Irritability, the defining feature of DMDD, is a significant public health issue. Along with the burden and difficulties experienced by children, parents, and those affected by the disorder, DMDD has been shown to increase the likelihood of developing depression and anxiety disorders in adulthood. This has led scientists at the NIMH to develop and investigate the efficacy of a novel exposure-based cognitive behavioral therapy (CBT) approach for the treatment of severe irritability in youth.

CBT is an evidence-based treatment that has been proven to be effective for the treatment of mood disorders (mainly depression and anxiety), as well as some behavioral problems. Put simply, CBT interventions target thoughts (cognition) and behaviors to change a person’s mood. Exposure therapy, a type of CBT, has been most effective to treat anxiety. In that context, therapists generate a “fear hierarchy” and in-vivo (during the session) practice “exposing” the patient to the fear-provoking stimulus. For example, someone afraid of dogs would look at pictures of dogs; over the course of treatment, this person would work their way up to touching a dog and finally to tolerate being in the presence of dogs.

With repeated exposure, the anxious person learns to not avoid the stimulus and learns new ways of responding to the fear-provoking situations. Up until now, exposure therapy has been mainly used to treat anxiety-related disorders. However, in our research on CBT at NIMH, we aim to use the same exposure therapy principles with children with severe irritability by generating a “frustration hierarchy,” and working our way up the hierarchy in-vivo (during the session) to expose children to anger-provoking situations. Preliminary evidence suggests that we are teaching the children to learn new, more adaptive ways of responding to the anger-provoking situations that does not result in yelling, screaming, or physical behavior that causes problems (Kircanski, 2018).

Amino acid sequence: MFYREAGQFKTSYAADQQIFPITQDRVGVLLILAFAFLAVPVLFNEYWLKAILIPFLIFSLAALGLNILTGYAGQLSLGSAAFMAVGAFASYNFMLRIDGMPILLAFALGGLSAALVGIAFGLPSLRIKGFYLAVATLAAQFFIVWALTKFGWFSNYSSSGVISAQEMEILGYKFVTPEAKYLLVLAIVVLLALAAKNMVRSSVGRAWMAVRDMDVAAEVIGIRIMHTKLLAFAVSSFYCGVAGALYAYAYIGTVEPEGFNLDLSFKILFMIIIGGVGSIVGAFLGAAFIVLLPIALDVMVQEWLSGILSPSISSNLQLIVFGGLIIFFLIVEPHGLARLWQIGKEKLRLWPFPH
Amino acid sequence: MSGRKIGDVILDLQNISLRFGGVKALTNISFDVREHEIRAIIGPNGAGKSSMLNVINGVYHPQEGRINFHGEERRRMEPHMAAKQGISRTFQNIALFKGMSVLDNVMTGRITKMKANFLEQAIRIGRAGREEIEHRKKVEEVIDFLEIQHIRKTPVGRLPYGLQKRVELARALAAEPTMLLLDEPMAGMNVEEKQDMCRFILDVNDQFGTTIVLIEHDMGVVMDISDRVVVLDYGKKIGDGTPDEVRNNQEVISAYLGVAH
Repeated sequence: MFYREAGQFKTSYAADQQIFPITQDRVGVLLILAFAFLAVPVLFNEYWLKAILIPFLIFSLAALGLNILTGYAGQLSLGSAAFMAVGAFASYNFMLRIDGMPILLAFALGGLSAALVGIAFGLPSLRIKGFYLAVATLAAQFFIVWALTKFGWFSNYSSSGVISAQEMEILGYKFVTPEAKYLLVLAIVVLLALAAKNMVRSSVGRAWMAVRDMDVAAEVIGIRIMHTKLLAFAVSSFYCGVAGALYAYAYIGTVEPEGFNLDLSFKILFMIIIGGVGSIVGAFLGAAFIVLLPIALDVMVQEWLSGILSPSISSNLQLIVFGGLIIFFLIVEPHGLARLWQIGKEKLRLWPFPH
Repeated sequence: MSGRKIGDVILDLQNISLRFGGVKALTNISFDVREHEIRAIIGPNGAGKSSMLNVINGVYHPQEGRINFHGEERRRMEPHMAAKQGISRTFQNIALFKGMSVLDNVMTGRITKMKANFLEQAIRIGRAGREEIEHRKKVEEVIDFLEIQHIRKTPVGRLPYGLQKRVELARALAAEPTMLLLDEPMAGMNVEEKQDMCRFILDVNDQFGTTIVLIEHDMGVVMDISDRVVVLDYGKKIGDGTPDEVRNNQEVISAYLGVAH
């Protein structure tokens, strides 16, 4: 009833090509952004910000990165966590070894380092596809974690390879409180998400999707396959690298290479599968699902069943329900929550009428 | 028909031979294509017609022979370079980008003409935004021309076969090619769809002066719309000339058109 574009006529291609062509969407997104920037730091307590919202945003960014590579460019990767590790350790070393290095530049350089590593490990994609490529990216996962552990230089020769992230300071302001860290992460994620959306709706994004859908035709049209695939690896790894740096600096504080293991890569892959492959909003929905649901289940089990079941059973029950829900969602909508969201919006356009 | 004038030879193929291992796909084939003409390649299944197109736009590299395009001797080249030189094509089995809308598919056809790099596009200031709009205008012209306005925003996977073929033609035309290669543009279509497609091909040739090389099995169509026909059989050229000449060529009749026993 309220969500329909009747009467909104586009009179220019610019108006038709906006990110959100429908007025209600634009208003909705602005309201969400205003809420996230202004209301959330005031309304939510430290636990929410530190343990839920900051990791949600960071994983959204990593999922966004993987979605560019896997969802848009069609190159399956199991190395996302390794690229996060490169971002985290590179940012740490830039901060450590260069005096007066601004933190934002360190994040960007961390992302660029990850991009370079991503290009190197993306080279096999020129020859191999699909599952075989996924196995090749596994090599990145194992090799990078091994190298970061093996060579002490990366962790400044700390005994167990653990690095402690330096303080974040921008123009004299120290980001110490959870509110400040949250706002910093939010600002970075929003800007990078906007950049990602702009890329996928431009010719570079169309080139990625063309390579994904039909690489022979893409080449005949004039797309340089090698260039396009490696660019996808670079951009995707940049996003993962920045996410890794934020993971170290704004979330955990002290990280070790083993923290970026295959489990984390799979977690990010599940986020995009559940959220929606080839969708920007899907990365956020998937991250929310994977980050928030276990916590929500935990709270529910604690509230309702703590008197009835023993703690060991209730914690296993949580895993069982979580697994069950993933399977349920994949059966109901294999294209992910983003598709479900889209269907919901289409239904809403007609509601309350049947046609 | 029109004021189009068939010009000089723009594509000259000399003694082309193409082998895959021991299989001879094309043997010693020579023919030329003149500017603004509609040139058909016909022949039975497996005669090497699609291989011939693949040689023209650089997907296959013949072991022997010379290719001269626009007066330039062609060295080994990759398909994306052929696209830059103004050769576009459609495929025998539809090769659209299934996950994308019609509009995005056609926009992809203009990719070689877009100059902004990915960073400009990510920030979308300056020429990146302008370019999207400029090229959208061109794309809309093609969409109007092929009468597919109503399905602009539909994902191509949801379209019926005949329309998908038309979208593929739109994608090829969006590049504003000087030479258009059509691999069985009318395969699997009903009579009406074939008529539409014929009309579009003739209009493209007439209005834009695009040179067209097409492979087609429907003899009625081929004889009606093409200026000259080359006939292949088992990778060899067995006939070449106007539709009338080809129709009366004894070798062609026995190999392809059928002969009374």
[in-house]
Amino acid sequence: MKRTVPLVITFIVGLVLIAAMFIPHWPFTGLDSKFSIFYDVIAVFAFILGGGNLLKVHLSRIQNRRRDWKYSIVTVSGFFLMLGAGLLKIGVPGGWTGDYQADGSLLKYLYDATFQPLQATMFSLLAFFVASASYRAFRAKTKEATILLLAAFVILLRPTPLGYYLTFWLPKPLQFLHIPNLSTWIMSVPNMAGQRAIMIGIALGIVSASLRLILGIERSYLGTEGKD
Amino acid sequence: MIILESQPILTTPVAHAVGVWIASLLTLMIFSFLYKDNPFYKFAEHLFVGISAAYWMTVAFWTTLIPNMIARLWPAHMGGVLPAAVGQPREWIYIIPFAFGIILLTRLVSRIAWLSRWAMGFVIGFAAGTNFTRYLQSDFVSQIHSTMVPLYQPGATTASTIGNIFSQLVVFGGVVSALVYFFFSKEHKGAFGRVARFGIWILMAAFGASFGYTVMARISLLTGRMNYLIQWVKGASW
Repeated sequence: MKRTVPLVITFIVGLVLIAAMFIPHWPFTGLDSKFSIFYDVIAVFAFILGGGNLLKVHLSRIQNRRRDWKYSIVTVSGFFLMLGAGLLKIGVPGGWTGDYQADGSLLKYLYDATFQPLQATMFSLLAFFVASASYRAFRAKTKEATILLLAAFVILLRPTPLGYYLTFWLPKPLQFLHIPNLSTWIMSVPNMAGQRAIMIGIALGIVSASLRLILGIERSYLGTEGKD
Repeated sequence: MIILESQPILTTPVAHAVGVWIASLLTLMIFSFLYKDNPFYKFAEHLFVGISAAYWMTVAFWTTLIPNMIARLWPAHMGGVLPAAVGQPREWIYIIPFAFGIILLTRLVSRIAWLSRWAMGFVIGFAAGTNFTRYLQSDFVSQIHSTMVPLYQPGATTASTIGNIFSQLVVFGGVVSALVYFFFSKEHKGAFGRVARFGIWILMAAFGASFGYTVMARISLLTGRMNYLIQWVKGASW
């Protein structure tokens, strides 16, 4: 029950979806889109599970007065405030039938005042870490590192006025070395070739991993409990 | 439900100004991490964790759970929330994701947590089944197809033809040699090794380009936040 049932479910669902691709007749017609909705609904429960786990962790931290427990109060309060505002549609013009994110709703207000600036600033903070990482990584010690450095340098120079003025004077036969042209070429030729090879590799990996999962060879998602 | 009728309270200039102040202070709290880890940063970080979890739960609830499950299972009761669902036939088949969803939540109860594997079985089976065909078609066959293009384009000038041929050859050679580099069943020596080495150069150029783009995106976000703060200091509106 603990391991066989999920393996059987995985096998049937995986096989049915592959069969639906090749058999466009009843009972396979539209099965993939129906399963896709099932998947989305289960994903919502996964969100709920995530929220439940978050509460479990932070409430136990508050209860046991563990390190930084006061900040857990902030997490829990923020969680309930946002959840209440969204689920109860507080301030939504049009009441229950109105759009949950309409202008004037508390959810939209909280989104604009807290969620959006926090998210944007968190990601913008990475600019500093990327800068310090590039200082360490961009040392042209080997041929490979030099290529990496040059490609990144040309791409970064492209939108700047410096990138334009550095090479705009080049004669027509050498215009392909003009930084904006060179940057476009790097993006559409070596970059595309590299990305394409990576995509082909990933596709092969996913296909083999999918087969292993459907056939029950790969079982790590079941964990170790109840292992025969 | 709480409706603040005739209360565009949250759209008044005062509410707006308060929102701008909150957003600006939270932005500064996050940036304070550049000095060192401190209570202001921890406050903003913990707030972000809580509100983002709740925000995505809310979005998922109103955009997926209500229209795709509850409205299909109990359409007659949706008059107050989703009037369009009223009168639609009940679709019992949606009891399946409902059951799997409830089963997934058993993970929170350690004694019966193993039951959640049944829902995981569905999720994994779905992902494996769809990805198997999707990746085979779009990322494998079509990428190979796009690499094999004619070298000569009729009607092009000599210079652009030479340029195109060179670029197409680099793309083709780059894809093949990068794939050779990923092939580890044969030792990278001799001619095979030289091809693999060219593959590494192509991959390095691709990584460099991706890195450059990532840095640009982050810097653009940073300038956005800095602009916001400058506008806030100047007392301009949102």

This is a novel approach to the treatment of severe irritability. Although there have been several treatments for disruptive behavior disorders, such as parent management training (Kazdin, 2017) and dialectical behavior therapy (Perepletchikova, 2017) that have been proven to be effective, there are no interventions yet developed that specifically target severe irritability as that found in DMDD.

The exposure-based CBT treatment consists of twelve sessions; each session has two portions, a child portion followed by a parent portion. After psychoeducation about irritability and assessing the child’s engagement using motivational interviewing techniques, the therapist develops a hierarchy of anger-provoking situations specific to the child from least anger-provoking to most. The majority of the treatment is focused on exposure-based behavioral interventions by conducting exposures starting from those on the lowest end of the hierarchy and moving up in gradation of anger-provoking situations. At the end of each session, the therapist debriefs with the child about the exposures and then assigns homework based on the exposures done in session. The final phase of the child sessions focuses on maintenance and termination.